With more businesses ratcheting up their ad spend, 2020 is shaping up to be a big year for digital advertising. But as advertising spend balloons in a post-pandemic world, it’s important for advertisers to remember one big issue in online advertising: fraud.

Did you know that advertisers spend billions of dollars every year on ad fraud? In 2019 alone, businesses globally lost $40 billion on fake ads.

Simply put, ad fraud is the biggest expense that many business owners have never yeard of. Not only is it a huge problem, but this fraud can be hard to track down, quantify, and prevent.

These bad actors not only decrease confidence in PPC, but waste brands’ budgets and ravage your data tracking. You could discontinue PPC campaigns altogether to stop ad fraud, but even then, you’ll miss out on thousands of dollars of potential revenue generated from ads.

What’s an advertiser to do?

What is ad fraud?

Ad fraud is a sophisticated scam. It uses paid ads (usually banner ads or video ads) to defraud businesses. In other words, these scammers sneakily steal your advertising budget, asking you to pay for clicks and views that never even happened.

Programmatic ads are most at-risk for ad fraud, but this scam happens on nearly every advertising medium. The fraud manipulates how the ads are delivered to the audience, using a variety of strategies to trick you into paying for fake ad inventory.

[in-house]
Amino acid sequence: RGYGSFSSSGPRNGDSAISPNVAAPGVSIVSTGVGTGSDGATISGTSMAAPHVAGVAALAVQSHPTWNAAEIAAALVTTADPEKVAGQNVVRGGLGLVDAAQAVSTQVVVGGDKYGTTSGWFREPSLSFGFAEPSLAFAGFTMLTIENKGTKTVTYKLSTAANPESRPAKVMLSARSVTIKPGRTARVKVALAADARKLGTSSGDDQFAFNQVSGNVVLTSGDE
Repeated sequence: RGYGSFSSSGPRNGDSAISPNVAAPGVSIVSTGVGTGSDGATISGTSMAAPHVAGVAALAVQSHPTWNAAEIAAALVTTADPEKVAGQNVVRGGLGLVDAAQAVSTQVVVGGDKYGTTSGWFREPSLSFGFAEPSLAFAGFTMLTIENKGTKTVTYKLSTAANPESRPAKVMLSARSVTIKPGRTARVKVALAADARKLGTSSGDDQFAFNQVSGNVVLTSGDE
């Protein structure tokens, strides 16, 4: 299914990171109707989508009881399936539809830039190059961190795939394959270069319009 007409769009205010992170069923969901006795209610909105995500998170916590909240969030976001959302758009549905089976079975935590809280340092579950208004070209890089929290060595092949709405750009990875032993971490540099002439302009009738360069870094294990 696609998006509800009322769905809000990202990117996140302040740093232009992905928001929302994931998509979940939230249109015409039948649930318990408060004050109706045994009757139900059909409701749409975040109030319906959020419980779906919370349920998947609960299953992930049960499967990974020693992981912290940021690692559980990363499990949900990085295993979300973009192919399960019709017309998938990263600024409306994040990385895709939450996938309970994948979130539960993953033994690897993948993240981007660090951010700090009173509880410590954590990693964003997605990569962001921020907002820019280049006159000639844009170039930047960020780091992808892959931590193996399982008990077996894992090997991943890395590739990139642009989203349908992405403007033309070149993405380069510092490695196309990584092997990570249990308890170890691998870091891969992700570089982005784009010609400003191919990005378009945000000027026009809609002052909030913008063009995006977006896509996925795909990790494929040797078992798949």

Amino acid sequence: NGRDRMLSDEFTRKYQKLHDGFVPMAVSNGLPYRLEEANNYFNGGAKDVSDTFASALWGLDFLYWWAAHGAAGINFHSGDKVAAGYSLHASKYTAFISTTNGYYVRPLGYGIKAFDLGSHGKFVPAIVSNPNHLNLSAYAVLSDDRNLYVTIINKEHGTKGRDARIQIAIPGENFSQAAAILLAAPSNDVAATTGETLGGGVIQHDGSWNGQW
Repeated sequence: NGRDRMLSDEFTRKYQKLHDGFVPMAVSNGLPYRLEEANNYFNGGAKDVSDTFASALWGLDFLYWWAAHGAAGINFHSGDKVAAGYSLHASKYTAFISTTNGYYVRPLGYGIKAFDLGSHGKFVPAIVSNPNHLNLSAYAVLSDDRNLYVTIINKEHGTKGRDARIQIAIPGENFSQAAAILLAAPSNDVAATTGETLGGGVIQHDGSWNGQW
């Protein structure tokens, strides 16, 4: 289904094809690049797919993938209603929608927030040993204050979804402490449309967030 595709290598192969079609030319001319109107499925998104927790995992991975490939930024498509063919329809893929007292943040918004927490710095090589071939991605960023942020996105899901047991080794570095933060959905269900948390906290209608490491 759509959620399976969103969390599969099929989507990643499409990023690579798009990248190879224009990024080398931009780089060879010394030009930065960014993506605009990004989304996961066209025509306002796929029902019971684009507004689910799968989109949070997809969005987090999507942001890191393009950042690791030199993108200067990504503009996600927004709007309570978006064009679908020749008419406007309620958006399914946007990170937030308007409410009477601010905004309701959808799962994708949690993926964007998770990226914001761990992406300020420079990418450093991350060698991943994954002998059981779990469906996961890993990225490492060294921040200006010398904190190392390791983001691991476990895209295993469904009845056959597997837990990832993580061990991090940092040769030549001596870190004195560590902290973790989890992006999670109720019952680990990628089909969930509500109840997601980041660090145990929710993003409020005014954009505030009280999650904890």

There are so many types of ad fraud out there, but the most common ones include cookie stuffing for affiliate marketing and traffic fraud.

Scamsters commit fraud because it’s profitable. They sell you the inventory and pocket your budget dollars. Meanwhile, you’re paying for ads that never happened, watching a dwindling conversion rate and increasing ad spend.

But how big of a problem is this for your business?

Ad fraud is a big issue for any advertiser because it:

  • Makes your data useless: These fake clicks or impressions skew your numbers. You might think your campaigns are effective when, in reality, you’ve been advertising to bots the entire time.